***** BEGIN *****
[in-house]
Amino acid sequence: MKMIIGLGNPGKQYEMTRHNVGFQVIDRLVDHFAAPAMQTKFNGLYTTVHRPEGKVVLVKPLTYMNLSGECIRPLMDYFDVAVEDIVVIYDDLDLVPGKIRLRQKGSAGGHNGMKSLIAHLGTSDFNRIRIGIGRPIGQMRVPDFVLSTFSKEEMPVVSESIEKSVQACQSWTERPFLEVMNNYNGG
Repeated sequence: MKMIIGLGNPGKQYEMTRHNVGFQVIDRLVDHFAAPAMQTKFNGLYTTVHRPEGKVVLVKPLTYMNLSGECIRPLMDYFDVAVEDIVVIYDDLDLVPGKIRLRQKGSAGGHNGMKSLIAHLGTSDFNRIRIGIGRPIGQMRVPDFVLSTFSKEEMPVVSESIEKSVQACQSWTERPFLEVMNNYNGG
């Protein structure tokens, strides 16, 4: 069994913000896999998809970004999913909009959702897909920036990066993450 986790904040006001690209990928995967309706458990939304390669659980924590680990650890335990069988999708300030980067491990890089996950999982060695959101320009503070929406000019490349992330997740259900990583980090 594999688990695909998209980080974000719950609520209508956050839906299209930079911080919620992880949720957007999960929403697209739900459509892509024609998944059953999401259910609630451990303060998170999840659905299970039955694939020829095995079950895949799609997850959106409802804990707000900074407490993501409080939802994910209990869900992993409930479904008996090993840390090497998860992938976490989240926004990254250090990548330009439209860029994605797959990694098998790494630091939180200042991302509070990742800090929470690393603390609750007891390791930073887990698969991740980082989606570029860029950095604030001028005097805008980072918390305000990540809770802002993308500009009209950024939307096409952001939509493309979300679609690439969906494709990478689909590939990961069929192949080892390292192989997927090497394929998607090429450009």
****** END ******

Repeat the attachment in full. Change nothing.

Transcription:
[in-house]
Amino acid sequence: MKMIIGLGNPGKQYEMTRHNVGFQVIDRLVDHFAAPAMQTKFNGLYTTVHRPEGKVVLVKPLTYMNLSGECIRPLMDYFDVAVEDIVVIYDDLDLVPGKIRLRQKGSAGGHNGMKSLIAHLGTSDFNRIRIGIGRPIGQMRVPDFVLSTFSKEEMPVVSESIEKSVQACQSWTERPFLEVMNNYNGG
Repeated sequence: MKMIIGLGNPGKQYEMTRHNVGFQVIDRLVDHFAAPAMQTKFNGLYTTVHRPEGKVVLVKPLTYMNLSGECIRPLMDYFDVAVEDIVVIYDDLDLVPGKIRLRQKGSAGGHNGMKSLIAHLGTSDFNRIRIGIGRPIGQMRVPDFVLSTFSKEEMPVVSESIEKSVQACQSWTERPFLEVMNNYNGG
């Protein structure tokens, strides 16, 4: 069994913000896999998809970004999913909009959702897909920036990066993450 986790904040006001690209990928995967309706458990939304390669659980924590680990650890335990069988999708300030980067491990890089996950999982060695959101320009503070929406000019490349992330997740259900990583980090 594999688990695909998209980080974000719950609520209508956050839906299209930079911080919620992880949720957007999960929403697209739900459509892509024609998944059953999401259910609630451990303060998170999840659905299970039955694939020829095995079950895949799609997850959106409802804990707000900074407490993501409080939802994910209990869900992993409930479904008996090993840390090497998860992938976490989240926004990254250090990548330009439209860029994605797959990694098998790494630091939180200042991302509070990742800090929470690393603390609750007891390791930073887990698969991740980082989606570029860029950095604030001028005097805008980072918390305000990540809770802002993308500009009209950024939307096409952001939509493309979300679609690439969906494709990478689909590939990961069929192949080892390292192989997927090497394929998607090429450009």